New Zealander Greg Henderson is the latest cyclist to withdraw his participation from the 2010 Commonwealth Games in Delhi, India, in October, citing concerns over illness and security at the event.
"It's not all about Greg Henderson, I've got a family now," Henderson told the New Zealand Press Association.
"I have to put them first and I don't feel 100 per cent sure about the environment over there.
"Anything could happen... Is my career, is cycling, worth it?"
On Thursday, Peter Kennaugh (Isle of Man), Geraint Thomas (Wales), Ben Swift (England) and Ian Stannard (England) all pulled out of the games. All four are team-mates of Henderson on the British-based Sky squad, although the team has asserted that it has not influenced individual riders' decisions to withdraw from Delhi.
Several teams, including Scotland, have delayed their departure to the games due to the unfinished state of the athlete's accommodation and facilities. The first of England's participants started arriving on Friday.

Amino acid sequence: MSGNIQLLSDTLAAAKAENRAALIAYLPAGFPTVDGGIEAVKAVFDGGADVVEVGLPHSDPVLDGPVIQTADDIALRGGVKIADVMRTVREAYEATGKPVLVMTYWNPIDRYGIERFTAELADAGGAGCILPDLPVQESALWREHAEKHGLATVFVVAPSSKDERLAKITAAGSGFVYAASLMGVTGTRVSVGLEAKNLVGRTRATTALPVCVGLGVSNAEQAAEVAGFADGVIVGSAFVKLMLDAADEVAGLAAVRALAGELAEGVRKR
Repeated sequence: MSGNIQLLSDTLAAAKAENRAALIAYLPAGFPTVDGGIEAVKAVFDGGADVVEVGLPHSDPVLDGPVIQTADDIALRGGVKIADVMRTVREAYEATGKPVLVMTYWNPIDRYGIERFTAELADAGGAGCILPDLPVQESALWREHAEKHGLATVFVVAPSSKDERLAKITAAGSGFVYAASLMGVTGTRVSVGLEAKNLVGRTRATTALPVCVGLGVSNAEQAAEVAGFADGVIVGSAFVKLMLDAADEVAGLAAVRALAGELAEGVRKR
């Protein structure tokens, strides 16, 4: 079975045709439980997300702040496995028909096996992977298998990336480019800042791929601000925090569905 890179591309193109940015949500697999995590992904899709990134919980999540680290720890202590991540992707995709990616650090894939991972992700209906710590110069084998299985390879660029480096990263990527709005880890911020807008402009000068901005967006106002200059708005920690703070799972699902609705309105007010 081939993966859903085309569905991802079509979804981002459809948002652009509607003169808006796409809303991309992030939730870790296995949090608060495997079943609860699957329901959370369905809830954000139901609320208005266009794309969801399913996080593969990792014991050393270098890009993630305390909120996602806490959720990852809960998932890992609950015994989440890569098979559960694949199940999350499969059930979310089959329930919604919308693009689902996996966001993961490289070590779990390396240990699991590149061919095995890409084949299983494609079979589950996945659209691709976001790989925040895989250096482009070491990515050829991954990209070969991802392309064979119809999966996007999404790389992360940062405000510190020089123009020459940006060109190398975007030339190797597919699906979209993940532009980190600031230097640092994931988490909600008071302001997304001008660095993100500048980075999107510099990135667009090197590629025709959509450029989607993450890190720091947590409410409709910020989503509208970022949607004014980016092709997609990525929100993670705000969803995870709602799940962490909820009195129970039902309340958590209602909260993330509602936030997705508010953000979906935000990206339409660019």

Henderson is the first New Zealand athlete to withdraw from the 2010 games. He won gold in the men's 30km points race in the 2002 Commonwealth Games held in Manchester. Henderson also won a stage and placed third overall in the Tour of Britain earlier this month.
The 2010 Commonwealth Games take place between October 3-14.
Thomas and Kennaugh pull out of Commonwealth Games
Commonwealth Games organisers under fire over athlete accommodation
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Nigel Wynn worked as associate editor on CyclingWeekly.com, he worked almost single-handedly on the Cycling Weekly website in its early days. His passion for cycling, his writing and his creativity, as well as his hard work and dedication, were the original driving force behind the website’s success. Without him, CyclingWeekly.com would certainly not exist on the size and scale that it enjoys today. Nigel sadly passed away, following a brave battle with a cancer-related illness, in 2018. He was a highly valued colleague, and more importantly, n exceptional person to work with - his presence is sorely missed.
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